the hill-tops, and every turn of the road showed me another.  But at
last I stood above Brendon, and before me spread the moors, brown and
purple in the sunlight, and the little old grey church of Brendon just
below me, in a slight dip of the high ground.

[Illustration: Castle Rock, Lynton]

The woods of the Lyn Valley climbed to my feet, and I sat down in the
shade of the outermost fringe of trees to eat my lunch, and dream and
muse, and doze away the first hot hours of the afternoon.  I sat
looking down over the valley; below me and to right and left the green
spikes of the larches were aflutter in the wind; before me rose a great
bare shoulder of hill, outlined sharply against the blue.  Overhead the
sun was blazing, but in the wood the sunlight hung mistily among the
trunks and branches of oak and birch; it looked as if the wood were
filled with tremulous sunlit water, rather than with air and sun.  The
air from off the moors was keen and very sweet.  I lay on the dry,
clean turf and moss, looking up at the cloudless sky; a solitary
swallow hawking far up seemed no bigger than a fly, and a brilliant
green fly on a leaf above me, buzzing turbulently, seemed portentously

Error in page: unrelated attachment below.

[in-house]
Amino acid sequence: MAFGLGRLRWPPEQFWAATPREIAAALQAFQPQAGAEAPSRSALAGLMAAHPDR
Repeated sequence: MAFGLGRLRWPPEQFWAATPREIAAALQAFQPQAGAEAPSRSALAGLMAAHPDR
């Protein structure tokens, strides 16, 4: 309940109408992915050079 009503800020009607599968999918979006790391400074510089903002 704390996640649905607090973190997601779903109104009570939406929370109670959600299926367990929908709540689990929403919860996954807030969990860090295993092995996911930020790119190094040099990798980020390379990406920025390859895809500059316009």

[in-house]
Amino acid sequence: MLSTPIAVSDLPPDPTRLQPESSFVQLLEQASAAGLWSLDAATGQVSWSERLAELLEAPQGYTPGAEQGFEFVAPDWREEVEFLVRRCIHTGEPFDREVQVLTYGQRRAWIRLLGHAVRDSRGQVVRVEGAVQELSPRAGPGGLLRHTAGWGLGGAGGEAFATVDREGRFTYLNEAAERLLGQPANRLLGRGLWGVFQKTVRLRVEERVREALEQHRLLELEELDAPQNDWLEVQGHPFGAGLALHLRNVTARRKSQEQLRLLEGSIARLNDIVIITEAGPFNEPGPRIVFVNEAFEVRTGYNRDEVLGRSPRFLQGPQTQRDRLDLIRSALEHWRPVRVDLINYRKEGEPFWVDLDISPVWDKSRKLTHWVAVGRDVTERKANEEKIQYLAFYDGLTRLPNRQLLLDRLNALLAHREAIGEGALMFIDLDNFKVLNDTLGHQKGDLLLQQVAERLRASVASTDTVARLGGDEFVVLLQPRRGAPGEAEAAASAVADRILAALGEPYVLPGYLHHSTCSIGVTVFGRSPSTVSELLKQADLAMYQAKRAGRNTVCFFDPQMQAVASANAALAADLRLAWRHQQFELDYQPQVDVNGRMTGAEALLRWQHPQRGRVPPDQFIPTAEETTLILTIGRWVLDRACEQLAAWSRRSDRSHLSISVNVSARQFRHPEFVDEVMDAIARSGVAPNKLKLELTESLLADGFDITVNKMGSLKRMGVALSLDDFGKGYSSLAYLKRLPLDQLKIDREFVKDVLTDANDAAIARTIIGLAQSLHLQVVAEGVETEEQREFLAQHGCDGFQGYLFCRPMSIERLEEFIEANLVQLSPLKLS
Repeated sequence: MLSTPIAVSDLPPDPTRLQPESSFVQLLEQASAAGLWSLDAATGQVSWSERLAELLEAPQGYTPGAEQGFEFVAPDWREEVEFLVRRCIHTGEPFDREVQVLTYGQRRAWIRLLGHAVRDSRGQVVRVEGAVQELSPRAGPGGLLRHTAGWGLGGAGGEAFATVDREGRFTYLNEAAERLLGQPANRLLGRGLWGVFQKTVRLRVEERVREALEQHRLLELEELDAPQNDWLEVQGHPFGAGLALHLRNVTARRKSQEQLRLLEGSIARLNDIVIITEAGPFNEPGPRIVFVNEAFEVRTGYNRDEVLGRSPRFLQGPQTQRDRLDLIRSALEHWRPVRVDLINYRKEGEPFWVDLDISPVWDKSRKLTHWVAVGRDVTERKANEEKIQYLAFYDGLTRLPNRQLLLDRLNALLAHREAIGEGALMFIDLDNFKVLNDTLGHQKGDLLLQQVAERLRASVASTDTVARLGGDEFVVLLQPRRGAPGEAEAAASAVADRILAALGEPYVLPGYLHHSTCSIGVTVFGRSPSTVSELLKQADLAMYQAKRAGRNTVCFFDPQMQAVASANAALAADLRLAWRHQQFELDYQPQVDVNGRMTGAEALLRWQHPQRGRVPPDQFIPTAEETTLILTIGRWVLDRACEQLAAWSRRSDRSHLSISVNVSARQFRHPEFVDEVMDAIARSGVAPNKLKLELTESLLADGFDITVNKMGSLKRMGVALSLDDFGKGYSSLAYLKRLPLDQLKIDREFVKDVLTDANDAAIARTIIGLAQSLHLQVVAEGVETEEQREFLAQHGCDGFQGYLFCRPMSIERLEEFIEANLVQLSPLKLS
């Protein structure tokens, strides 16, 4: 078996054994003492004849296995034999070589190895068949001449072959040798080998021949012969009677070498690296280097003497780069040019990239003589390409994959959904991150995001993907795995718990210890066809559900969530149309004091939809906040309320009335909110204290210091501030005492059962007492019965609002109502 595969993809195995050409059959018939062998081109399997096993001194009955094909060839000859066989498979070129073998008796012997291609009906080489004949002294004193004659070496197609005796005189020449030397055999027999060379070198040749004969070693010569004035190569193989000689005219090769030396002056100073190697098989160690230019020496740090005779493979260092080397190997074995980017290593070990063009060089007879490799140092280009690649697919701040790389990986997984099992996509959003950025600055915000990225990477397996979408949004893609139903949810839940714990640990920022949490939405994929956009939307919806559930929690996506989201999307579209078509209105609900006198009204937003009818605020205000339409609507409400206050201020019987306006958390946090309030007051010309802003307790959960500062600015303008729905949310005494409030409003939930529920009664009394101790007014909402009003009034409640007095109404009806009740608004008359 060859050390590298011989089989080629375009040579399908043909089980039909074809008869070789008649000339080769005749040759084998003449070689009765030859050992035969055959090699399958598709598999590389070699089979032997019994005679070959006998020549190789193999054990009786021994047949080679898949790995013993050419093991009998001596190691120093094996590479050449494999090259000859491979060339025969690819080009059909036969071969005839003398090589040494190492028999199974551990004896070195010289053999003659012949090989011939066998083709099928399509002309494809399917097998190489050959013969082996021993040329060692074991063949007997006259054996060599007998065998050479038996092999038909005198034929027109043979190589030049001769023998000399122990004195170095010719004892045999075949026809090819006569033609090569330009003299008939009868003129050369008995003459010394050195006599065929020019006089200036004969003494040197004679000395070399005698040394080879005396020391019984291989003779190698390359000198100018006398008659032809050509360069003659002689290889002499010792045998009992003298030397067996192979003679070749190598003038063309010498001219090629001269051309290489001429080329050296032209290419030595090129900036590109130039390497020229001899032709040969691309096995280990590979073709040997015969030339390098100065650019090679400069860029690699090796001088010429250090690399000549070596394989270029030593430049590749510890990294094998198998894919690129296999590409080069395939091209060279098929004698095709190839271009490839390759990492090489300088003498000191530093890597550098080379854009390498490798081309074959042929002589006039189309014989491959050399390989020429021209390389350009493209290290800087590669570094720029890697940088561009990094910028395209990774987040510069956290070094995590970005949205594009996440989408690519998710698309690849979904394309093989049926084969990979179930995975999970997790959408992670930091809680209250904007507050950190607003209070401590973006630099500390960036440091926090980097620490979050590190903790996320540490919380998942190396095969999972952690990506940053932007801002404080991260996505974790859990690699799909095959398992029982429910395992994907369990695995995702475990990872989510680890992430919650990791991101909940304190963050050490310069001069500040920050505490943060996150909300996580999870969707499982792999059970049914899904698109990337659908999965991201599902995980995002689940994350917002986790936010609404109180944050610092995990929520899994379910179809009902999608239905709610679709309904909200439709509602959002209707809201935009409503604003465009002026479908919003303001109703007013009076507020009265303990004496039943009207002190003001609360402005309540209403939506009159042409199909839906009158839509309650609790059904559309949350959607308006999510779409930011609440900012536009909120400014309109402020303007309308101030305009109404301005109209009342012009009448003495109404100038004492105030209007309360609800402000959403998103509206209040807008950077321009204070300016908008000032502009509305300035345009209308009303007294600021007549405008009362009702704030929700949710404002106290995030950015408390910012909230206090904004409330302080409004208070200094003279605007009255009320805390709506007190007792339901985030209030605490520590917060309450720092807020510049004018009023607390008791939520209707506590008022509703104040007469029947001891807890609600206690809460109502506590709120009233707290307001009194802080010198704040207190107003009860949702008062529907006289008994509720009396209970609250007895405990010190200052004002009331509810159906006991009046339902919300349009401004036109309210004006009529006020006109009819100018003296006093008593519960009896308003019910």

big and important.  I lost my sense of space and time and of the world
in relation to men, set, as it were, as the background to men, and I
slipped into a world which belongs to the birds and the mice and the
moles, and the fish in the clear stream below; I watched the
chaffinches and thrushes, and a little grey ash-tree near me which was
full of linnets, delicious, sleek, grey, sweet-piping, busy little
birds, sliding and skimming in and out of the tree, a little home of
song and love-making, of intimate and familiar life.  I heard a cuckoo
calling from the thick woods of the valley below, like the note of a
bell, very far away.  I noticed the unopened buds of the ash shining
like silver against the flawless blue sky; it seemed to me I had lain
there a hundred years looking at them, and hearing the thin song of the
linnets, in a world entranced from movement or the passing of time.
And then I fell asleep.



CHAPTER V

LYNTON (_continued_), COUNTISBURY, AND NORTHWARD

The word "Lynton," Mr. Chanter tells us in his interesting monograph on
the village, means the town on the lyn, and "lyn" is the Celtic word, not
for river, but for pool, and occurs in this meaning all over England, in